Fiction writer T.C. Boyle reading from his latest book The Harder They Come at the Tattered Cover on April 30, 2015. Wonderful, once again, to give a listen to—as well as to speak briefly with—the prolific, provocative, and profoundly-entertaining author, whose love of literature always proves infectious.
I have a background with Boyle: I conducted feature interviews with him, published by High Times in 1989 and Salon in 1990. (I also appreciated his words of encouragement when I was finishing up my novel A Western Capitol Hill; Boyle wrote of the early chapters that I sent off to him, “This is beautifully done.”)
Given that Boyle's early work was primarily satire—although he's written his fair share of dramatic literature, since then—I gave myself the assignment to ask him the following at the Tattered Cover:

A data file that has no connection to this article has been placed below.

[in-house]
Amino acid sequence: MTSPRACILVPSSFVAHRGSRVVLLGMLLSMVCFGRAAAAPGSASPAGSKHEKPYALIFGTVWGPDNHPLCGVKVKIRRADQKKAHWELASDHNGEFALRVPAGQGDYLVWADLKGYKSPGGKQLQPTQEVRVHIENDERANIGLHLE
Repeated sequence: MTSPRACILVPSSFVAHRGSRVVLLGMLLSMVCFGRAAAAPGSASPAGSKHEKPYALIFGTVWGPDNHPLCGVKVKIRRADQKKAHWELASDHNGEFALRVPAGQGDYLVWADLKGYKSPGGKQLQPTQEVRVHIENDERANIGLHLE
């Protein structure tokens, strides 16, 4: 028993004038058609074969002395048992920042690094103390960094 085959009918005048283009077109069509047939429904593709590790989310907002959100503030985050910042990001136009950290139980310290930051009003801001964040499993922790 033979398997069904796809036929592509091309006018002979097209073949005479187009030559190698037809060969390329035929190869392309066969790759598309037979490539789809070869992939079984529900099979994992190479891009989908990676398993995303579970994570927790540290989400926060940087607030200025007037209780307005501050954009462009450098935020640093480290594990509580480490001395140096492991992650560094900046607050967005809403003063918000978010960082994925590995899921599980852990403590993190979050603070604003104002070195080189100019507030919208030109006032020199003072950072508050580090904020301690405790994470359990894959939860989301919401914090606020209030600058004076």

What are your thoughts on satire, and the P.E.N. recognition of Charlie Hebdo?
BOYLE: You know I'm known a lot as a satirist and my natural play on the world is to make crazy sick jokes to keep from crying. This is what satire does for me...
[The Charlie Hebdo killings are] an attack on our democratic society and on our ability to live together. I stand for absolute freedom of expression--no matter what it takes. I don't know if I would have had the courage of the editor of Charlie Hebdo, but I think if a group, any group—and we go back to Salman Rushdie and the Ayatollah—starts to dictate what we can and cannot say in our country, we're doomed. So, I admire the courage of [the editor of Charlie Hebdo]: a kind of fatal courage, a kind of suicidal courage. But, I've said here before to you, I'm proud to be part of a democracy and able to be who I am and say anything I want and do anything I want without having to care about anything: I mean, that's our essential freedom.
United we stand up for satire.